A different approach is to put all the data into FireCalc or your own planning software and let it run a consolidated plan.

Your guess on whether you'll get the current SS benefit formula is as good as anybody's. I'd say that 55+ are grandfathered in most SS proposals I've seen, so a "cautious" plan might be for 80% of the current benefit formula.
I just read an article on the internet about doing this and I think it's a good idea. I'm also reading Jim Otar's book, Unveiling the Retirement Myth and am finding it very interesting. I'm still slogging through it and am studying it carefully.

To tell you the truth, in our early 30s we decided not to include SS in our retirement plan at all. From time to time an article or commentary would include predictions that the system would not be healthy long-term. We had decided that DH would retire early and we did not want to rely on anyone but us to make it happen. We decided that IF SS was there, it would just be icing on the cake. Unfortunately, we did not predict the exponential increased costs in health care and no one elsewas predicting it at the time, so we believed that retiree medical and Medicare would be there when we needed it.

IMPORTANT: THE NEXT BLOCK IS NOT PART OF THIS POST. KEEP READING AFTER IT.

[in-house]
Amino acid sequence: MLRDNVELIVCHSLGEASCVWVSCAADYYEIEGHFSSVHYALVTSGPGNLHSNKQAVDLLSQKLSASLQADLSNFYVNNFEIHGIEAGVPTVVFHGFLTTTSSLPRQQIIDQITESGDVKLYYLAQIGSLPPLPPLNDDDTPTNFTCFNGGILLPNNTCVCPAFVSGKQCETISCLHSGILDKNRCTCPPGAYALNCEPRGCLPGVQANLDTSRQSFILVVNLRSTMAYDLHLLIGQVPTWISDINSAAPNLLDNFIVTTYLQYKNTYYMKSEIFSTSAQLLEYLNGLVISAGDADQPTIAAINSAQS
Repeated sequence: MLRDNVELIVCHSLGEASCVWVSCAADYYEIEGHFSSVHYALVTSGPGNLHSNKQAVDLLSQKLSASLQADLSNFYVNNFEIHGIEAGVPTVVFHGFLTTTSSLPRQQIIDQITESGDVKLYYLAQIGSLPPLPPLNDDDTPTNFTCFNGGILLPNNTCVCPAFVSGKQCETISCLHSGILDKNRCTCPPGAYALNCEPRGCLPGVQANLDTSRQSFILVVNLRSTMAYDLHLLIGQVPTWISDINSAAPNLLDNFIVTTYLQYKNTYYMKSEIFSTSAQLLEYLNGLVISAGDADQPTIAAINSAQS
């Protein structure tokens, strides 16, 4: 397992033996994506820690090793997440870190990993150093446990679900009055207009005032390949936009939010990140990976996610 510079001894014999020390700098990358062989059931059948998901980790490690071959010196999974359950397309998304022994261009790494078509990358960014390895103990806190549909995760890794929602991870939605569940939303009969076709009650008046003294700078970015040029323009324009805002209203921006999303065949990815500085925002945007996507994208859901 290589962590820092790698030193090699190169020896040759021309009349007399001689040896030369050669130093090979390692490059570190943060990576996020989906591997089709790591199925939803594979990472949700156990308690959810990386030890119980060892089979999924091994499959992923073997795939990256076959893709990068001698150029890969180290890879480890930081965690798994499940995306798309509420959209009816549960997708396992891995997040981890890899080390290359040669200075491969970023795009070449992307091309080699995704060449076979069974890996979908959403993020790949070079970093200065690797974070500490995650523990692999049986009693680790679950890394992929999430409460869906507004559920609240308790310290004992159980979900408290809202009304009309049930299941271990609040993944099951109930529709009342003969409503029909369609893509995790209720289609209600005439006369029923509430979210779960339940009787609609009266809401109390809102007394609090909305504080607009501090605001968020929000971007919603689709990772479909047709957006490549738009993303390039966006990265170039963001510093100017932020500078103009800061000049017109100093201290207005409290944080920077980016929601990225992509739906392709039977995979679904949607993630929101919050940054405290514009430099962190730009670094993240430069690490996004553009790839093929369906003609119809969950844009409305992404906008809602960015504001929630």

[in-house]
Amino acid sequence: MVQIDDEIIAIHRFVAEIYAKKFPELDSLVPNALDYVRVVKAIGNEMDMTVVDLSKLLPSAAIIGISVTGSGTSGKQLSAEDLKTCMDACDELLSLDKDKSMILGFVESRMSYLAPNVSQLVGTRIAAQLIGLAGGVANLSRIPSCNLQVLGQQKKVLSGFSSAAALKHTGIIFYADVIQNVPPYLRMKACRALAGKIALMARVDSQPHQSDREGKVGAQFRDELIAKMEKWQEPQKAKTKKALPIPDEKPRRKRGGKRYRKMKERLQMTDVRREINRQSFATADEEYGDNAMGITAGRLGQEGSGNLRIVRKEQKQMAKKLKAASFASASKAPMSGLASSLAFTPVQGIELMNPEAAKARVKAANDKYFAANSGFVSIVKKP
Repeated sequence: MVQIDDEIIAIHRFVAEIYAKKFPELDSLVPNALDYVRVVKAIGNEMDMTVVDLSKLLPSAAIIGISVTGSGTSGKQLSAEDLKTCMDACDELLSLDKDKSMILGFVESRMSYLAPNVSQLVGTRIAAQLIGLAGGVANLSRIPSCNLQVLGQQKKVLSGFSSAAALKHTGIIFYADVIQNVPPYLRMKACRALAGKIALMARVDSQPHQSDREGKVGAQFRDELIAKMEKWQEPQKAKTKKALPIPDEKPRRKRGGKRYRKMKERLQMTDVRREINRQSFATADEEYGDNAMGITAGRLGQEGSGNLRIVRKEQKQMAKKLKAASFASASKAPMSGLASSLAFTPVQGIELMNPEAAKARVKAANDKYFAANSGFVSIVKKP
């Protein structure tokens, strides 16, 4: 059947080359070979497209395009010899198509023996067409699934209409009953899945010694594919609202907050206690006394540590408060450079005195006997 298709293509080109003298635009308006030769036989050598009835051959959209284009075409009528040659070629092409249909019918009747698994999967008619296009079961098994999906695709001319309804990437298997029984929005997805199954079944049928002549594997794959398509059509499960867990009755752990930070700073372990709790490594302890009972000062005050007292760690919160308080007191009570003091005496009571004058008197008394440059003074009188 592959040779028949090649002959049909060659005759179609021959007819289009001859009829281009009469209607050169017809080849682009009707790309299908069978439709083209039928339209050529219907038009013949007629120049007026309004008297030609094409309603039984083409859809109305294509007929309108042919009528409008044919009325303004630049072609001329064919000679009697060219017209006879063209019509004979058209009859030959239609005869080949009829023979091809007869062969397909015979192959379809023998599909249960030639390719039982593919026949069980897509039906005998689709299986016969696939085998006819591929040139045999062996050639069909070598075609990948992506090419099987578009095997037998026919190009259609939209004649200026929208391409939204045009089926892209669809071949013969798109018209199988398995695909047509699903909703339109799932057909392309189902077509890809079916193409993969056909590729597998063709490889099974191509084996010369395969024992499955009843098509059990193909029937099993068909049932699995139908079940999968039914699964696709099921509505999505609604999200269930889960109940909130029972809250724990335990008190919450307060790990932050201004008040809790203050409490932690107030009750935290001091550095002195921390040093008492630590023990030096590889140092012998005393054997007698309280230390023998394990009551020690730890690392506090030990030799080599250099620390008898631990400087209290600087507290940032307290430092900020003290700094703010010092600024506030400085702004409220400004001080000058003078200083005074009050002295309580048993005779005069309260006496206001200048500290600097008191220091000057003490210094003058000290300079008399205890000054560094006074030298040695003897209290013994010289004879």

Our portion of retiree medical premiums have increased 1500% over the last 10 years. As a result, we are now hoping for SS to help cover the cost of health care so that we can use what we have worked to accumulate for what we had originally envisioned our retirement would be which has always included international travel. Regardless, we are still going to have to fork over AT LEAST $140K in retiree medical premiums over the next 10 years that we could never have planned on way back when. AND the company could drop the benefit should they decide to do so, which would increase the cost to us even more.